The T Party Express is slowing down to smell the roses and examine the thorns.
Leonard Cohen's Hallelujah is subject to at least as many lyrical interpretations as there are cover versions. The revered recording by the amazing Jeff Buckley is widely considered to be the definitive benchmark. Buckley's world weary, intensely vulnerable vocal exposed the raw nerve of Cohen's Davidic metaphor for a love affair fallen from grace. Buckley's rendition is no hosanna to God.
My American Idol season 7 favorite, Jason Castro, launched a Hallelujah revival by performing it during the 2008 competition, in the season finale, and on a studio recording for the film Amar a Morir. Jason always sings purely from the heart and his is my second favorite version. If he keeps the song in his concert catalog, his interpretation can only improve as the happy-go-lucky troubadour matures and experiences some of adulthood's inevitable disappointments. I sincerely hope that one of those disappointments will not include sales of his eponymously titled debut album on Atlantic Records scheduled for release on January 26, 2010.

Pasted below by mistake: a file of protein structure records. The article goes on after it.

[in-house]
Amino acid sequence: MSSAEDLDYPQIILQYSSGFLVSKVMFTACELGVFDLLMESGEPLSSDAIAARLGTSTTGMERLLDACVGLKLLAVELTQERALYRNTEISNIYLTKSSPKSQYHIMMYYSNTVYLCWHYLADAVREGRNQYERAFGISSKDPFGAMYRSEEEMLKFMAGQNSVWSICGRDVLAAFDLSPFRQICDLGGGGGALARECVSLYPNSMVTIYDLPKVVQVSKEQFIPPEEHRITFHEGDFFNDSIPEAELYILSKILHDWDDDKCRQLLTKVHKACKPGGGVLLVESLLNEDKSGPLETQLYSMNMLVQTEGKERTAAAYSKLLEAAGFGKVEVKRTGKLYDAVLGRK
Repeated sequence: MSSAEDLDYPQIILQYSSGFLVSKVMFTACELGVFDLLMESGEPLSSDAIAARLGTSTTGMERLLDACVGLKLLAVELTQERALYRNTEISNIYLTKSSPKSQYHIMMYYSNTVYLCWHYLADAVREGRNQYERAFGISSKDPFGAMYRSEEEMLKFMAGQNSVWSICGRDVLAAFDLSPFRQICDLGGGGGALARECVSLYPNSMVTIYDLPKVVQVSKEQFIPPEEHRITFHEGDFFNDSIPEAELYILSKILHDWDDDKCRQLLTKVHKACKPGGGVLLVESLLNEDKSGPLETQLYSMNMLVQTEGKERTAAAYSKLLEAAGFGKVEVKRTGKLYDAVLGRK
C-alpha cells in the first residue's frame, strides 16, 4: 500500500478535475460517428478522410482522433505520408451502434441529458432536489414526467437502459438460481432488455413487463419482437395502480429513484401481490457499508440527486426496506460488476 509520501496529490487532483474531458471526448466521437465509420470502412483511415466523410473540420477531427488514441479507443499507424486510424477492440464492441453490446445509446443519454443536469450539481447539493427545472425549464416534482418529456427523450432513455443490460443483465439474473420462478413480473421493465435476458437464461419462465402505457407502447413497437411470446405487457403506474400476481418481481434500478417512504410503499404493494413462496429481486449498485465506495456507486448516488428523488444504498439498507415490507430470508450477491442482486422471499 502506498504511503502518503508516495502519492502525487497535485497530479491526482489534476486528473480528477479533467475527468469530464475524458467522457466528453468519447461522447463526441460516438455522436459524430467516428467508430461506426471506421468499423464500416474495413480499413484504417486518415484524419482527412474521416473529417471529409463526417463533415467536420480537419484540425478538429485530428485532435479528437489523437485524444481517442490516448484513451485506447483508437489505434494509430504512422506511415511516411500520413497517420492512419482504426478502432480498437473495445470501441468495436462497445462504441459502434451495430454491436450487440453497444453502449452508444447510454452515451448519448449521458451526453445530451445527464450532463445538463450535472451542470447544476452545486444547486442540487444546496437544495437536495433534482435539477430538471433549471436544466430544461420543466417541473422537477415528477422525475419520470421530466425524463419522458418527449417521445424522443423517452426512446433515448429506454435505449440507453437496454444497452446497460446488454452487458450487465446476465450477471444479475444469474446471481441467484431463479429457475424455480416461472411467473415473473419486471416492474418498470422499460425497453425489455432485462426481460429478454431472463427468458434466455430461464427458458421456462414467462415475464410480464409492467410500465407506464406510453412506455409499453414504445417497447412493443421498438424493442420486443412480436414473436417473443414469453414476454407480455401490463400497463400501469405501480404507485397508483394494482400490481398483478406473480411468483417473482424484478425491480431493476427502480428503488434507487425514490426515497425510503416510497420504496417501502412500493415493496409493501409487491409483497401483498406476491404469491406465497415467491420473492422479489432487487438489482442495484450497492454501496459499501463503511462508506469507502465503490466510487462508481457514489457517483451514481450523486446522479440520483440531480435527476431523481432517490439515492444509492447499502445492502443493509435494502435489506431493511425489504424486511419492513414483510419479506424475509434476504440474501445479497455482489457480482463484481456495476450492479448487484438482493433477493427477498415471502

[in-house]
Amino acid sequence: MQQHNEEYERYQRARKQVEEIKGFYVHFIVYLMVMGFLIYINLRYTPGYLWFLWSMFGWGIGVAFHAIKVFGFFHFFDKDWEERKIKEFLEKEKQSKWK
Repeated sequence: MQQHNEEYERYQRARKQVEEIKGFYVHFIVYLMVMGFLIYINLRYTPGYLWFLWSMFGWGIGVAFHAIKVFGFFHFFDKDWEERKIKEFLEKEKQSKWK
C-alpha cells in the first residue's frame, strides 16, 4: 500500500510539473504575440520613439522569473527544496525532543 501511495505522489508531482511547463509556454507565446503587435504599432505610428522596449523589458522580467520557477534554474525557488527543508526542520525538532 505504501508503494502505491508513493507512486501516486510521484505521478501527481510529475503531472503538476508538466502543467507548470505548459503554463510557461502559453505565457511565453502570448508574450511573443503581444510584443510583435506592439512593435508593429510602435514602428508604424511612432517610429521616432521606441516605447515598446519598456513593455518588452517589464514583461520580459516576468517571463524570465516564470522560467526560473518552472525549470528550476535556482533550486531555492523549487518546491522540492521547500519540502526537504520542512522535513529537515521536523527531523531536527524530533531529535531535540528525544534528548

Jason describes himself as a Christian and participated in the I Am Second movement to promote faith in Christ as the answer to all life struggles. In his video for the organization, he described his selection of Hallelujah as a special opportunity to praise God, so there is no question that his interpretation was spiritual and not sexual. To keep up with this endearing, budding musical talent, Castrocopia is a whimsical, wonderful website devoted to all things Jason Castro and great music in general.
Total Recall by the Sound (1985).
Fly by Jars of Clay (2002).
Train in Vain by the Clash (1980).
It's My Life by Talk Talk (1984).